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TitleDelineating the controlling factors of hydraulic fracturing-induced seismicity in the Northern Montney Play, northeastern British Columbia, Canada, with machine learning
 
AuthorWang, B; Kao, HORCID logo; Dokht, R M H; Visser, R; Yu, HORCID logo
SourceSeismological Research Letters 2022 p. 1-12, https://doi.org/10.1785/0220220075
Image
Year2022
Alt SeriesNatural Resources Canada, Contribution Series 20220008
PublisherSeismological Society of America
Documentserial
Lang.English
Mediapaper; on-line; digital
File formatpdf
ProvinceBritish Columbia
NTS94A/03; 94A/04; 94A/05; 94A/06; 94A/13; 94A/14; 94A/11; 94A/12; 94H/03; 94H/04; 94H/05; 94H/06; 94H/13; 94H/14; 94H/11; 94H/12; 94B/01; 94B/02; 94B/07; 94B/08; 94B/09; 94B/10; 94B/15; 94B/16; 94G/01; 94G/02; 94G/07; 94G/08; 94G/09; 94G/10; 94G/15; 94G/16
Lat/Long WENS-123.0000 -121.0000 58.0000 56.0000
Subjectstectonics; earthquakes; seismicity; models; seismic models; Montney Formation; Western Canadian Sedimentary Basin; machine learning
Illustrationslocation maps; figures; plots
ProgramEnvironmental Geoscience Shale Gas - induced seismicity
Released2022 05 31
AbstractRecent studies confirm that the distribution of injection-induced earthquakes (IIE) can be related to both natural (e.g., tectonic, geological, and hydrological) settings and operational details. However, the relative importance of operational factors with respect to the natural ones has not been fully understood for the western Canada sedimentary basin. In this study, we train the eXtreme Gradient Boosting (XGBoost) machine-learning algorithm to comprehensively evaluate six geological and seven industrial operational factors suspected to be correlated with the distribution of IIE in the northern Montney play (NMP), British Columbia. We then derive the Shapley Additive Explanations values to quantitatively interpret the outputs from XGBoost. Our results reveal that operational and geological factors have comparable contributions to the IIE distribution. The top four features that contribute most to the seismicity pattern are horizontal distance to the Cordilleran deformation front, cumulative injected volume, shut-in pressure and vertical distance to the Debolt formation (with respect to the hydraulic fracturing [HF] depth). Features with secondary influence are the thickness of the Montney formation, breakdown pressure, cumulative fault length per unit area, and vertical distance to the basement (with respect to the HF depth). Other remaining features (e.g., the average treating pressure and injection rate) appear the least related. Our results provide critical information to establishing a comprehensive susceptibility model that includes key geological and operational factors affecting the IIE distribution in the NMP area.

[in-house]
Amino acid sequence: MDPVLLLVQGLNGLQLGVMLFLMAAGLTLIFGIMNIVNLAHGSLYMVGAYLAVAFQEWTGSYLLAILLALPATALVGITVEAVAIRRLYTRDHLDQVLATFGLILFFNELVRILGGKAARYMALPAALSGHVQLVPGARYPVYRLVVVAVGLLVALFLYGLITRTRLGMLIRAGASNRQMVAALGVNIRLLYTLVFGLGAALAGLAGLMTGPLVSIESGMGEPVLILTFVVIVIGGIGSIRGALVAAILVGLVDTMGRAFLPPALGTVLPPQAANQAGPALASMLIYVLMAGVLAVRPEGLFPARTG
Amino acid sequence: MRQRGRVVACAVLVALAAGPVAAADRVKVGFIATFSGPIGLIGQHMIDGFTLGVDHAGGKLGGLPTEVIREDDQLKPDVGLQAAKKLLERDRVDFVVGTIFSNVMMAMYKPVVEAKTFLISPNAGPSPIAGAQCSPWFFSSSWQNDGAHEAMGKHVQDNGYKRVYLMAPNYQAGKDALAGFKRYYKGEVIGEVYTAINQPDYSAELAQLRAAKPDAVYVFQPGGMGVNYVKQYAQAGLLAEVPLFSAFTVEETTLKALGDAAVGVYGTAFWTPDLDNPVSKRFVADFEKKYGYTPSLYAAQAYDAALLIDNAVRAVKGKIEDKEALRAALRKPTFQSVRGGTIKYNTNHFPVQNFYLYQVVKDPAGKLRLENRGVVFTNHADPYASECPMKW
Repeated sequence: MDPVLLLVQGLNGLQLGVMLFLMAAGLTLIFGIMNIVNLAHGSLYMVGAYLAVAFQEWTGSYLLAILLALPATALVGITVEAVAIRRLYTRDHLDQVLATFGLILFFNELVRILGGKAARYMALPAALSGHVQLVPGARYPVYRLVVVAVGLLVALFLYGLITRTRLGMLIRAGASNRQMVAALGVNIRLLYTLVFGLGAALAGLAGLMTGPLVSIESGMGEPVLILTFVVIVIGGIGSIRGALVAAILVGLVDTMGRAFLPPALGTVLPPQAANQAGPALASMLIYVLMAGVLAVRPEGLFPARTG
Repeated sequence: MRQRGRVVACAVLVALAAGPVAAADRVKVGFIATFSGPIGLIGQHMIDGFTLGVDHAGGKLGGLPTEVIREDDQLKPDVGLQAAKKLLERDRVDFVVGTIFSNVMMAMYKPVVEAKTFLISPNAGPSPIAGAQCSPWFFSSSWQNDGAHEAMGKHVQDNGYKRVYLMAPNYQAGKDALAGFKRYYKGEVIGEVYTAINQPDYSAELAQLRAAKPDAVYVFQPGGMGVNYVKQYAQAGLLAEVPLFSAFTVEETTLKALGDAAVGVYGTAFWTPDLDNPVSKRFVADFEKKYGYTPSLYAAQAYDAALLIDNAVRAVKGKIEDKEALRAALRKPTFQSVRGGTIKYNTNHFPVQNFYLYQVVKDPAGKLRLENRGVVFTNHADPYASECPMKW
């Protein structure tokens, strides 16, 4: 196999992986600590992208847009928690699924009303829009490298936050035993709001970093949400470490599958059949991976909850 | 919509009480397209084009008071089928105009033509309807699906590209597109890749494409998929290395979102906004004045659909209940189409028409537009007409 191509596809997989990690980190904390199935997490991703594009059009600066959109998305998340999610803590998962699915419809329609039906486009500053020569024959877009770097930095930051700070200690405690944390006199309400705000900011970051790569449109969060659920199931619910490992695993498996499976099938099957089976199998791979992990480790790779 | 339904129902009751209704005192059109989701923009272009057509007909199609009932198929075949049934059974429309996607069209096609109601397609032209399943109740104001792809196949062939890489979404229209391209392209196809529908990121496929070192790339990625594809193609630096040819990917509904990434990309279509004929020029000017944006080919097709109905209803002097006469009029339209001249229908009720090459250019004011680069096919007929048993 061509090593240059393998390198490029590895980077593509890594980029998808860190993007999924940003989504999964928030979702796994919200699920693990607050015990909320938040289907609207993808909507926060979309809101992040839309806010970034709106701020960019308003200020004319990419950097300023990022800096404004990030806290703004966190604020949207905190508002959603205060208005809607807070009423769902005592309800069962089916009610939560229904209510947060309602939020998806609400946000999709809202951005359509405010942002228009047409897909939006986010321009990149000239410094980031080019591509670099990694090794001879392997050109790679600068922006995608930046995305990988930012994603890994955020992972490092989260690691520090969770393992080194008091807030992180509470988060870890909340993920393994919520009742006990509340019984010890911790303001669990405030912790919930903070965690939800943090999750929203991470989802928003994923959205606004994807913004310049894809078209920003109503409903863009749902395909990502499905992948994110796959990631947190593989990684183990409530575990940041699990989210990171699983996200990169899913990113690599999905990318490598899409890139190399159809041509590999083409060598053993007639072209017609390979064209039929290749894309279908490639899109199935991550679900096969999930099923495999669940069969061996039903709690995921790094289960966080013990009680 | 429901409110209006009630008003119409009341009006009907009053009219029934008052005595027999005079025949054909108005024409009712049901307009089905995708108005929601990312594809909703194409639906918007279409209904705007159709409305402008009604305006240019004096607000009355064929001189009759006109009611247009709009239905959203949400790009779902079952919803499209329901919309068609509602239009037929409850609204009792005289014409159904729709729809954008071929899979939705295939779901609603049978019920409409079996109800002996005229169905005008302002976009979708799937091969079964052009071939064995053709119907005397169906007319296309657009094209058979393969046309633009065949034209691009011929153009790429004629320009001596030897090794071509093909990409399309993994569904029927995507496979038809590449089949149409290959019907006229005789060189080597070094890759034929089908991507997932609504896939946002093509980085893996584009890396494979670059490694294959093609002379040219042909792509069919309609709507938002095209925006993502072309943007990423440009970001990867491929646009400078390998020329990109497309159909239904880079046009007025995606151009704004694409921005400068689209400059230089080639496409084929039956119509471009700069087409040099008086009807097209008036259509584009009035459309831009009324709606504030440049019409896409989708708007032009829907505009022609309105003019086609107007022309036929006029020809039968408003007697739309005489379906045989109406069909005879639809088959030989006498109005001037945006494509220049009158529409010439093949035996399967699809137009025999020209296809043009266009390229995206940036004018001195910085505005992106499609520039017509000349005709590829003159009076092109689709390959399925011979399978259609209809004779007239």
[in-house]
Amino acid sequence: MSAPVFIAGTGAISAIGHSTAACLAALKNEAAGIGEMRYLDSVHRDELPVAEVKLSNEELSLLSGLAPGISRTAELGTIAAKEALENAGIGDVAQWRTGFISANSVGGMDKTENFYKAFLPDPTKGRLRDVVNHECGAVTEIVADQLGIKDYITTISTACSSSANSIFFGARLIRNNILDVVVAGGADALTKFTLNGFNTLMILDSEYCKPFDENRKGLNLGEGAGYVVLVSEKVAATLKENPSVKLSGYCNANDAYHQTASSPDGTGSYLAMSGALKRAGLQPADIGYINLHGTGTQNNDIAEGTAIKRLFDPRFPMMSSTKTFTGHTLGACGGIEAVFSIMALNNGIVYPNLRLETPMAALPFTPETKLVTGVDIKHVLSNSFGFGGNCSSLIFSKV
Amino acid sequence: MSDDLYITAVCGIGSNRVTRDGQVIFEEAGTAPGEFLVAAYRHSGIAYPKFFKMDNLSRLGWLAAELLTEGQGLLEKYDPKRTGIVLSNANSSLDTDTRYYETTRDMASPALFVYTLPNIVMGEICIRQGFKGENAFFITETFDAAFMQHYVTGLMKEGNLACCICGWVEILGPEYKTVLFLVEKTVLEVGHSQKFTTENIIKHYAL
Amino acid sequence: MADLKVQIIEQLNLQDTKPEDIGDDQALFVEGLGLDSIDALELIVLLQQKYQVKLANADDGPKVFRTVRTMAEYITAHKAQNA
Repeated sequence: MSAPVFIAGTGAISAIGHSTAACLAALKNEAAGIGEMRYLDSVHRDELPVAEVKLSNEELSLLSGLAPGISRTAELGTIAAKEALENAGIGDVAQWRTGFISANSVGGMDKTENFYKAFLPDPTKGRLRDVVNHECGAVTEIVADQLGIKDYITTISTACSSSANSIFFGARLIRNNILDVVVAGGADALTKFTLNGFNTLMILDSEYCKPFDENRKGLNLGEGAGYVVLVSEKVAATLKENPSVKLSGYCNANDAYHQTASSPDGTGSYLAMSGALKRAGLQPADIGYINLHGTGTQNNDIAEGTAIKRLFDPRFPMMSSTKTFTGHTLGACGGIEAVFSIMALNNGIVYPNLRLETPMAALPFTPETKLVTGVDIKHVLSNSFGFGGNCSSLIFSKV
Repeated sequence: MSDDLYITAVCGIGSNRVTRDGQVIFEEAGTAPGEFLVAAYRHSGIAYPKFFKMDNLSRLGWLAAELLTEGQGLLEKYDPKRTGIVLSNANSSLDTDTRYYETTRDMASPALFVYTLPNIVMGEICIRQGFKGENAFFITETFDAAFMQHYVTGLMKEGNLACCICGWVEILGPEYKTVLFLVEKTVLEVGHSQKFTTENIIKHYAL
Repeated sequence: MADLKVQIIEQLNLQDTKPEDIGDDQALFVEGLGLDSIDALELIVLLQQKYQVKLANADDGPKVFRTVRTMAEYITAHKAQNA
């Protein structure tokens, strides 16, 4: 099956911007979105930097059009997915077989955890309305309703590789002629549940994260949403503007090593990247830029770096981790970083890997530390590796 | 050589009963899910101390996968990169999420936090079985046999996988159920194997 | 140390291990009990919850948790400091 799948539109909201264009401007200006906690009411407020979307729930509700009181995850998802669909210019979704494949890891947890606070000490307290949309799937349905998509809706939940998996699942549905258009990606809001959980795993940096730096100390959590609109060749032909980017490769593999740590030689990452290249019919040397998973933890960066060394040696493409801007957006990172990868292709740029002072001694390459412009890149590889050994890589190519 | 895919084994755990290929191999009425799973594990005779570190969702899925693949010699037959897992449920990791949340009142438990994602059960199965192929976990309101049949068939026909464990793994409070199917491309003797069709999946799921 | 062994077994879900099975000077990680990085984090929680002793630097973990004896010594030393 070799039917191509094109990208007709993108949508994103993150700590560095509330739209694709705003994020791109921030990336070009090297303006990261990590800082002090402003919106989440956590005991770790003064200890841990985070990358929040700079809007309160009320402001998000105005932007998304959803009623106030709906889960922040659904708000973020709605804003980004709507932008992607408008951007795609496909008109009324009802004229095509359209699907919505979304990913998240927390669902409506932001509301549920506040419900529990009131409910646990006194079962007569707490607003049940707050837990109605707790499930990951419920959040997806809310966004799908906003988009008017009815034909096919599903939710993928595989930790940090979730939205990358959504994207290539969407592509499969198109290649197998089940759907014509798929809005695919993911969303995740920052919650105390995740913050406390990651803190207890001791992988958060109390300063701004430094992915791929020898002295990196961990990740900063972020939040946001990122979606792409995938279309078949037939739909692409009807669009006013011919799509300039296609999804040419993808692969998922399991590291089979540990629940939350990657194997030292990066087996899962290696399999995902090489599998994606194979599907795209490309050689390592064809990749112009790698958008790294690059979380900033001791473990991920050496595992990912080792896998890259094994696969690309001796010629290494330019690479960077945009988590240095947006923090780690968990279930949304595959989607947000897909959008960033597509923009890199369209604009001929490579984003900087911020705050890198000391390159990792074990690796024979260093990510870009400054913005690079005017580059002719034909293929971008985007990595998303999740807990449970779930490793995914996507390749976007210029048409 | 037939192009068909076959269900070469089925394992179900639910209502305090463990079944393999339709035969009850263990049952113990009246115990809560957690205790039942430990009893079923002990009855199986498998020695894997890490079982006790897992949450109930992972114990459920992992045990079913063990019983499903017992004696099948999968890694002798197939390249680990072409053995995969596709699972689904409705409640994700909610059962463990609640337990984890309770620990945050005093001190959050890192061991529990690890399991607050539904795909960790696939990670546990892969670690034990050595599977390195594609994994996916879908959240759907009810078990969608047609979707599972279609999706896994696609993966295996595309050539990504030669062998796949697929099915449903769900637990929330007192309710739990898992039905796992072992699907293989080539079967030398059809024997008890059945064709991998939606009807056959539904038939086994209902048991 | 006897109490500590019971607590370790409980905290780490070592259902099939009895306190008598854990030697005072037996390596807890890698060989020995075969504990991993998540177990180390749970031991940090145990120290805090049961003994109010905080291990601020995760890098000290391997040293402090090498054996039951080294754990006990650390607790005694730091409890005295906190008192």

Summary(Plain Language Summary, not published)
Recent studies confirm that the distribution of injection-induced earthquakes (IIE) can be related to both natural settings (such as regional geology) and operational details (such as injection pressure and rate). However, the relative importance of operational factors with respect to the natural ones has not been systematically investigated for the Western Canada Sedimentary Basin. In this study, we use a machine-learning algorithm, namely XGBoost, to comprehensively evaluate six geological and seven industrial operational factors suspected to be correlated with the distribution of IIE in northern Montney play (NMP), British Columbia. Our results reveal that both operational and geological factors have comparable contributions to the IIE distribution. The top four features that contribute most to the seismicity pattern are horizontal distance to the Cordilleran deformation front, cumulative injected volume, shut-in pressure and vertical distance to the Debolt formation. Our results provide critical information to establishing a comprehensive susceptibility model that includes key geological and operational factors affecting the IIE distribution in the NMP area.
GEOSCAN ID329940

 
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